I nervously called Cheng, the township head. He asked me a bit about my trip and plans, and I told him about my hopes to rent a space in town while I did my research. He said he knew of a place and would be happy to show me. He would come back after a meeting that afternoon and take me there. I was amazed and incredibly grateful. Not only was he not complicating my project, he was trying to help.

Cheng came to pick me up in his black VW Passat. We started driving through town. I assumed an immanent stop, but instead we kept driving. We started up the highway heading north of town, and Cheng showed no signs of slowing down. That Cheng felt no need to tell me where we were going was both amazing and totally commonplace. Many, many folks I have met who have grown up in this country have done similar things. I have no idea why, but this kind of foregrounding somehow seems unnecessary. Where it would seem totally bizarre to me to pick up a newly-arrived person in Seattle and drive them into the mountains with no explanation, that is a perfectly reasonable thing to do from other people’s viewpoints.

But I was hoping for a bit more information about, you know, what was happening. “So, that’s great that you know of a place I can stay,” I said. “Yeah,” Cheng said. Cheng apparently saw no need to offer details. Instead, he politely asked me about my previous research and experiences in Pingpu. After driving for about 10 minutes, he turned left off of the highway and into a dirt road. Once more, I kept waiting for him to tell me about where we were going. Instead, he told me about his experiences working for the township government. We kept driving up a steep incline to increasingly remote parts of the township, heading towards the western mountains. I would be lying if I were to say I did not start to think about shallow graves. Mostly, I considered how, assuming we were ultimately going to a house, wherever it was would be totally impractical for doing research, especially without a car.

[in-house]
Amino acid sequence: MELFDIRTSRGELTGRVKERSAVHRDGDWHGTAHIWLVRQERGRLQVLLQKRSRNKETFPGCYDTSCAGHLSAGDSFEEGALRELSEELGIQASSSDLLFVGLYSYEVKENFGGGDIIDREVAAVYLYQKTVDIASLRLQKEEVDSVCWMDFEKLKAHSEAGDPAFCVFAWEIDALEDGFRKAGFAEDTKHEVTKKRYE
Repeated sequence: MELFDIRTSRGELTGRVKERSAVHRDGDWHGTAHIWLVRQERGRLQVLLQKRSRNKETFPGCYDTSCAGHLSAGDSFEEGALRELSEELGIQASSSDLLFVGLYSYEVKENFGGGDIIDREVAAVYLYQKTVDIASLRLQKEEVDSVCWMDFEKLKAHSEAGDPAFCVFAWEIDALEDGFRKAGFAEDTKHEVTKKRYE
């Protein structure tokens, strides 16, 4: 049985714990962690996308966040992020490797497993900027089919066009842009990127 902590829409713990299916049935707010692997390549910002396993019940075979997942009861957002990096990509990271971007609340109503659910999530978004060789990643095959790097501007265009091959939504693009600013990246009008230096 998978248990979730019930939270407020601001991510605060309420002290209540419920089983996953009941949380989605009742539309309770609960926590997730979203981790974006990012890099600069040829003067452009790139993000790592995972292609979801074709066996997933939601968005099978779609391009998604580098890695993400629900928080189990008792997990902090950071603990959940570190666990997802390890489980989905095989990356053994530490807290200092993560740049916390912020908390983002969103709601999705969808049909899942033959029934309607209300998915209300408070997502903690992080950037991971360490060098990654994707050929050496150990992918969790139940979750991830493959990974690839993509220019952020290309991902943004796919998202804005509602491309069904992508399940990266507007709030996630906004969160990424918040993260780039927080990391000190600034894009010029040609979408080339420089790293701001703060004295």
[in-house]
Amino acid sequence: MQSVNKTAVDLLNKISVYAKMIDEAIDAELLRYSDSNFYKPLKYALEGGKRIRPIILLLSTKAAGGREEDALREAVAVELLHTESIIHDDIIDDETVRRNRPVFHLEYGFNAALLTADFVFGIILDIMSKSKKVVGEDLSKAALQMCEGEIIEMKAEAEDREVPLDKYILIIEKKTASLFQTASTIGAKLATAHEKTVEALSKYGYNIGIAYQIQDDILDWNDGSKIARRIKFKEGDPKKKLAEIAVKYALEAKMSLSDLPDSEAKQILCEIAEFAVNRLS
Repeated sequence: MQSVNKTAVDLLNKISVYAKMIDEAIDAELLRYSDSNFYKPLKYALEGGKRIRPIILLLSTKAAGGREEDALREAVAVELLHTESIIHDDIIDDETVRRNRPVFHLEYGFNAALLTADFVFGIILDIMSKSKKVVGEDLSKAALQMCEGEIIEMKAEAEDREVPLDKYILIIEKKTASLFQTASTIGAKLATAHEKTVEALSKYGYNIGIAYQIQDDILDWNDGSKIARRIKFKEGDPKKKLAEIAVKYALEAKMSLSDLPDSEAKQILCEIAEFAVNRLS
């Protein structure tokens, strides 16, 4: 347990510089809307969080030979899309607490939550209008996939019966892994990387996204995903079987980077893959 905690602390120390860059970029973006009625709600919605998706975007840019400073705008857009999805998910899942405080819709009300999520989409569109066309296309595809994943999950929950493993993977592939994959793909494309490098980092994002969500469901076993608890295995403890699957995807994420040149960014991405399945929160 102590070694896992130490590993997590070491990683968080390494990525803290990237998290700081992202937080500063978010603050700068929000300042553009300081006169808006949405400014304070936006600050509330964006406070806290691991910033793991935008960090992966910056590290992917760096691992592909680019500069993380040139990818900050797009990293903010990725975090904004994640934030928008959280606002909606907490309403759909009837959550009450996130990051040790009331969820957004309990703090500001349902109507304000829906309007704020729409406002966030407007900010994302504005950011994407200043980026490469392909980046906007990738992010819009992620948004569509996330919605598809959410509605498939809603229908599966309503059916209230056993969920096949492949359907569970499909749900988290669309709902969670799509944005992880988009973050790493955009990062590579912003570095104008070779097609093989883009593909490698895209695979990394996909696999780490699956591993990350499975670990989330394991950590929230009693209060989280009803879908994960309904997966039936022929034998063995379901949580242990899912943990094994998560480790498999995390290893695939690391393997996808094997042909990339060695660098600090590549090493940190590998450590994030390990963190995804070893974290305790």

We eventually took a left and came upon a lake surrounded by mountains with fall foliage. “Here’s the house!” Cheng said.

 

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It was a lovely and totally unexpected spot, which perhaps was the effect for which Cheng was going. Despite my worries about commuting, this initially seemed like an very interesting possibility. But then Cheng informed me that it was a guest house, run by a couple that lived onsite.

Cheng gave me a tour, showing me the guest room and the shared living room, kitchen and bathroom. He then took me to a room where four men in their 30s and 40s were playing mahjong. If they were in any way happy to have a guest they did not indicate it. It was a nice house, and Cheng insisted that I could stay there for free. It was an amazing and kind offer. But I was disinterested in sharing a space for the next 7-8 months. I know I could do it, but I also know how much happier I am when I have a place to return to where I can have some privacy. I also couldn’t imagine how I would manage the daily to the villages below that are the subject of my research project.

Almost immediately my thoughts turned to the question of how I would get out of this situation while not seeming ungrateful. After all, it was incredibly kind of Cheng to drive me all the way out here to see this place, and to offer it to me for free. I tried to politely push in that direction. “How would I solve the transportation problem?” I asked Cheng. “Oh that’s no problem!” he said. “You can buy a bike. And when it rains, you can call me.” That seemed like an incredibly impractical thing to say. One does not cheaply or easily buy a mountain bike in rural China. And every time the weather’s bad I’m supposed to call the head of a 30,000-person township to give me a ride? I stared at him, waiting for smile or some indication that he was kidding. It never came. After a bit of thinking, I tried another, more direct track. “I’m here to learn more about how people’s livelihoods are influenced by agricultural modernization policies,” I said. “Do you think this is best place for me to do that?” “Oh definitely,” he said. I was out of ideas. I nodded and smiled. “Take a look around,” he said. I wasn’t sure what more there was to look at – it wasn’t a very big house. But I wandered around and considered my options. I could certainly think of worse places to be. But it really wasn’t practical. I had to find a way out of this. I walked out again to find Cheng. I looked out over the lake and saw a head floating in the water, towing a balloon.